It is certain, nevertheless, that there was no break in the steps whatsoever, and if they were slightly out of repair, they could have been readily repaired by plaintiff and his son. The testimony shows they had been repaired in the past by knocking in the nails with an ice tong. There is no testimony to show that the defective condition of the steps was ever brought to the attention of defendants. One of plaintiff's witnesses, on being called, contradicted his former testimony and claimed that he had mentioned the condition of the steps to plaintiff's foreman at some time previous to the accident. However, there is uncontradicted testimony that the steps were repaired at various times.

A small portable ladder or steps falls within the "small tools or implements" exception to the rule requiring the master to inspect and provide his employees with safe tools, etc., with which to work. The cases of Menere v. Copper Range Consolidated Co., 169 Mich. 367, and Nichols v. Railroad Co., 145 Mich. 643, are referred to, to show that a ladder is not a tool of the kind that comes within the "small tools and implements" exception. These cases involved long, stationary ladders, 16 to 35 feet in length and permanently fixed, which employees had to climb or descend regularly in the course of their employment. They are clearly outside of the "simple tool" classification, and the cases are not in point.

In the case of Sheltrown v. Railroad Co., 245 Mich. 58, Mr. Justice SHARPE, speaking for the court, commented upon the fact that the doctrine that a master must furnish his servant with reasonably safe machinery, and appliances to perform the work required of him, and also keep them in safe condition by inspection from time to time and by ordinary care and diligence in making repairs, is subject to an exception in the case of simple tools and appliances. After referring to the cases of Anderson v. Railroad Co., 107 Mich. 591 (16 Am. Neg. Cas. 98); Wachsmuth v. Shaw Electric Crane Co., 118 Mich. 275, 279, and Toth v. Osceola Mining Co., 180 Mich. 274, he cites with approval the statement made in Lynn v. Glucose Sugar Refining Co., 128 Iowa, 501 ( 104 N.W. 577), in which the court said:

"It is only machinery and appliances which are recognized as in their nature dangerous to employees using them, or working in proximity to them, as to which the employer owes a duty to the employee of looking out for his safety."

Mr. Justice SHARPE further states:

"The decisions of other courts have been collected in the notes to 13 L.R.A. (N.S.) 679; 40 L.R.A. (N.S.) 832; 51 L.R.A. (N.S.) 337; and L.R.A. 1918D, 1141. What is, or is not, a simple tool under the rule stated, and the duty to inspect if it is not, depends much upon the use to which it is to be put by the employee. His age, his incapacity to appreciate danger, the nature of the employment, his familiarity with the work to be done, these and many other things may be considered in determining the obligation resting on the employer to make inspection. His nonliability in such cases rests upon the assumption that the employee is in as good, if not better, position to observe the defect as the employer. Meyer v. Ladewig, 130 Wis. 566 ( 110 N.W. 419, 13 L.R.A. [N. S.] 684). The test depends, not only on the simplicity of construction, but also somewhat on whether the tool is subjected to any other stress than the muscular effort of the person using it."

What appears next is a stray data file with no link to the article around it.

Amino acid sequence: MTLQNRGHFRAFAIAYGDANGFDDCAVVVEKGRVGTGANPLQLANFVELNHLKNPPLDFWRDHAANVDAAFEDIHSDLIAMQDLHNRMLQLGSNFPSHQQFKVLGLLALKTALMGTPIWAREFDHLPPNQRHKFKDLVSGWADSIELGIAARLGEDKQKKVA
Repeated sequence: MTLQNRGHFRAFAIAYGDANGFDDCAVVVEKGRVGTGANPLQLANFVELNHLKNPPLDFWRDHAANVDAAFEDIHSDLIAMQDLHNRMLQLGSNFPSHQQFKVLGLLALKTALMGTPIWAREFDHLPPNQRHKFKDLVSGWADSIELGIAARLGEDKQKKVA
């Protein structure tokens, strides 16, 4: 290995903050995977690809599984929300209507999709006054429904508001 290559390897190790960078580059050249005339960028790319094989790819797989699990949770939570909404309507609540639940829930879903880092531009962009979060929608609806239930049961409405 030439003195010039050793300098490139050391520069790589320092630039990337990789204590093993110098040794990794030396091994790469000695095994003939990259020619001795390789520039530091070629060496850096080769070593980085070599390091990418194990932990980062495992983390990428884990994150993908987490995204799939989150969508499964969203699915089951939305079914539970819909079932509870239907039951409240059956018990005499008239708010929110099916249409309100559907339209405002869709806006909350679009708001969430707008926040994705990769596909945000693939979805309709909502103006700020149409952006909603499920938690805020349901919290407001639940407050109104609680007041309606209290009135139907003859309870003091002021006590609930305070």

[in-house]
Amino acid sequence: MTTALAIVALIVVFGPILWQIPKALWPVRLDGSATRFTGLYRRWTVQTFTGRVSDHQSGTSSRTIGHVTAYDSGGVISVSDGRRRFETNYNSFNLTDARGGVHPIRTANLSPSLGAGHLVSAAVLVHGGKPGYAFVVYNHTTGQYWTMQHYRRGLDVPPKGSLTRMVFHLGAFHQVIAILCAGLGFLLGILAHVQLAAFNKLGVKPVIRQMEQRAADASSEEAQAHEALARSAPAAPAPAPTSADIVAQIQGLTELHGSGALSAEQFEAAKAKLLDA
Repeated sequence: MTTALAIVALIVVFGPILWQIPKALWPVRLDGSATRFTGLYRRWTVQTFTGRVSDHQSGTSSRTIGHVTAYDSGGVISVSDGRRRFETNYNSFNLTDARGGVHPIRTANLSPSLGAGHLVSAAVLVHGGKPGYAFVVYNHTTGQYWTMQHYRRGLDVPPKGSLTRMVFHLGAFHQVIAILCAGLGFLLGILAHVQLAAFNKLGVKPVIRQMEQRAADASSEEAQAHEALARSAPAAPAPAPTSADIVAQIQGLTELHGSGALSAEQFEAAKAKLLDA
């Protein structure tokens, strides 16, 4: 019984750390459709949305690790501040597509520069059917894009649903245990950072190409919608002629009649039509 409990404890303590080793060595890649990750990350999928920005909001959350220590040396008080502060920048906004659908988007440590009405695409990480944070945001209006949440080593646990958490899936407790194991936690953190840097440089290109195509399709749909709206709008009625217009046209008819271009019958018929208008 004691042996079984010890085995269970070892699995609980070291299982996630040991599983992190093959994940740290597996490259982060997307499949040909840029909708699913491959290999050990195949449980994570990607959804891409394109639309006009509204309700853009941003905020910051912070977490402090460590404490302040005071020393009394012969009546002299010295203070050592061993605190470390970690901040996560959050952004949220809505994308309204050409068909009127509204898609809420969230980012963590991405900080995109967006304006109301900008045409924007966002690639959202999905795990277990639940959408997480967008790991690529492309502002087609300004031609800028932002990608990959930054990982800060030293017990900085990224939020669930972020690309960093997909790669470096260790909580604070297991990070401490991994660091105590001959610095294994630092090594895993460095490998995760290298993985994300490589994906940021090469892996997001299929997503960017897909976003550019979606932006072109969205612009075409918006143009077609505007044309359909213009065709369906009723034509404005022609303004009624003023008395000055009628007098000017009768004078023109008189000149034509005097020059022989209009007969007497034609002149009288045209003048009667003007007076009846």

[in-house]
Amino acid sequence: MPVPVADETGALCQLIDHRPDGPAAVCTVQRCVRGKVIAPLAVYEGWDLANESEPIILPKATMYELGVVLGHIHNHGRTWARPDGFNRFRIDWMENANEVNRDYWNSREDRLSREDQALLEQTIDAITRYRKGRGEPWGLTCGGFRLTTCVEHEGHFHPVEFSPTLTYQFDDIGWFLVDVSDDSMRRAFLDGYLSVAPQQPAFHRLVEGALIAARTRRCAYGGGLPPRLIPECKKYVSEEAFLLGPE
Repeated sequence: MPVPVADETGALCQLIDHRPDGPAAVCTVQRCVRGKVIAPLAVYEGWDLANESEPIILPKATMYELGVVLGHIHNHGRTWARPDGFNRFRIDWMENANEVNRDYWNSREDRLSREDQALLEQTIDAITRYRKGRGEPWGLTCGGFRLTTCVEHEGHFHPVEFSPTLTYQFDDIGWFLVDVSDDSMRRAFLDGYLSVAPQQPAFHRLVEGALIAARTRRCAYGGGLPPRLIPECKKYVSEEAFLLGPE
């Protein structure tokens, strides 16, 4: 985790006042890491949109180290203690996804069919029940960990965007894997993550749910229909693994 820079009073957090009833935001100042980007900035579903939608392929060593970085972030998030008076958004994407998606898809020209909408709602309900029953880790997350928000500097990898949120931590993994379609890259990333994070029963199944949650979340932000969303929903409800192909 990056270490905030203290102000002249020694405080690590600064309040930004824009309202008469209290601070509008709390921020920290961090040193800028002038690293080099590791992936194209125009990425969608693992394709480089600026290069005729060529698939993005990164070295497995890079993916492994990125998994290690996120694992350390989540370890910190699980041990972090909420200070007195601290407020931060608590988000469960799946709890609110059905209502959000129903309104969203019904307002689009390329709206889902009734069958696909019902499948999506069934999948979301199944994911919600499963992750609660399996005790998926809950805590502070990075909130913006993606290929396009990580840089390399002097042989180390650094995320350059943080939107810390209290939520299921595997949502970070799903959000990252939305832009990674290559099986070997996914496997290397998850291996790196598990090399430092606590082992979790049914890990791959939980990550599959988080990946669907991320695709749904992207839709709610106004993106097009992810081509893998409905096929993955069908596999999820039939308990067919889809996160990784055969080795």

Notwithstanding some rulings in a few cases to the contrary, the great weight of authority is to the effect that a small portable stepladder is a simple tool or appliance. See Smith v. Green Fuel Economizer Co., 123 App. Div. 672 (108 N.Y. Supp. 45); Kelly v. National Starch Co., 142 App. Div. 286 ( 126 N.Y. Supp. 979); Shute v. City of New York, 149 App. Div. 758 ( 134 N.Y. Supp. 111); Blundell v. William A. Miller Elevator Manfg. Co., 189 Mo. 552 ( 88 S.W. 103); Sivley v. Nixon Mining Drill Co., 128 Tenn. 675 ( 164 S.W. 772, 51 L.R.A. [N. S.] 337); Philip Carey Roofing Manfg. Co. v. Black, 129 Tenn. 30 ( 164 S.W. 1183, 51 L.R.A. [N. S.] 340); Collins v. Western Electric Co., 178 Ill. App. 23; Nosal v. International Harvester Co., 187 Ill. App. 411. Contra, Puza v. C. Hennecke Co., 158 Wis. 482 ( 149 N.W. 223); Laurel Mills v. Ward, 134 Miss. 447 ( 99 So. 11); Goebel v. Railway Co. (Mo.App.), 241 S.W. 665.

The trial court was correct in finding that there was no negligence shown on the part of defendants. The judgment of the lower court is affirmed, with costs to defendants.


Summaries of

Kelley v. Brown

Supreme Court of Michigan
Apr 4, 1933
247 N.W. 900 (Mich. 1933)
Case details for

Kelley v. Brown

Case Details

Full title:KELLEY v. BROWN

Court:Supreme Court of Michigan

Date published: Apr 4, 1933


247 N.W. 900 (Mich. 1933)
247 N.W. 900